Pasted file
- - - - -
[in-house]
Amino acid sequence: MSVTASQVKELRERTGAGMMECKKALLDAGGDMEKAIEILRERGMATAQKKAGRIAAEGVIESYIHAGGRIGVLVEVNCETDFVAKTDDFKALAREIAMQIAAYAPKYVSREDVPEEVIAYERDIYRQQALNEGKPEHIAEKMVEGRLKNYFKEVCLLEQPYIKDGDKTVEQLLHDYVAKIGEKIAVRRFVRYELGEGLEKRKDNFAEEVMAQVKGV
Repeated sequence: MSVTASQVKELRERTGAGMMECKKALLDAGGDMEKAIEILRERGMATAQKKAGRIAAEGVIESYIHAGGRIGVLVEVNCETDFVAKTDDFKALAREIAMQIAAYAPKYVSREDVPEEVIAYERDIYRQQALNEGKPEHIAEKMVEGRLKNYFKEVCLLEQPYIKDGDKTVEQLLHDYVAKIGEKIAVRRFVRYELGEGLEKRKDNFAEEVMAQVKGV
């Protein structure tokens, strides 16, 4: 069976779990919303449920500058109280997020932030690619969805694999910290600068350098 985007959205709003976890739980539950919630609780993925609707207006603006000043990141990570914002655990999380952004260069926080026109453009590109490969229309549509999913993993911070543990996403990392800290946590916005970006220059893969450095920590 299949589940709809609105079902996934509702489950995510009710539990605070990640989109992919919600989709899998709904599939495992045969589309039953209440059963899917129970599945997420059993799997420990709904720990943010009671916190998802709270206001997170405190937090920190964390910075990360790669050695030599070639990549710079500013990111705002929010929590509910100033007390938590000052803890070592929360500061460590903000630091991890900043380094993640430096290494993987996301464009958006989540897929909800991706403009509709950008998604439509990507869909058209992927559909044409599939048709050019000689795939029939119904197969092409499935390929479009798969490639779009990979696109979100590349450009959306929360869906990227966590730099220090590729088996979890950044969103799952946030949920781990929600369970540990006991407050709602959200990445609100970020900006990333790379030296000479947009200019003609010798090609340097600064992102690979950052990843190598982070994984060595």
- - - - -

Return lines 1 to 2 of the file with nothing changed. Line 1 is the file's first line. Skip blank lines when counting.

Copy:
[in-house]
Amino acid sequence: MSVTASQVKELRERTGAGMMECKKALLDAGGDMEKAIEILRERGMATAQKKAGRIAAEGVIESYIHAGGRIGVLVEVNCETDFVAKTDDFKALAREIAMQIAAYAPKYVSREDVPEEVIAYERDIYRQQALNEGKPEHIAEKMVEGRLKNYFKEVCLLEQPYIKDGDKTVEQLLHDYVAKIGEKIAVRRFVRYELGEGLEKRKDNFAEEVMAQVKGV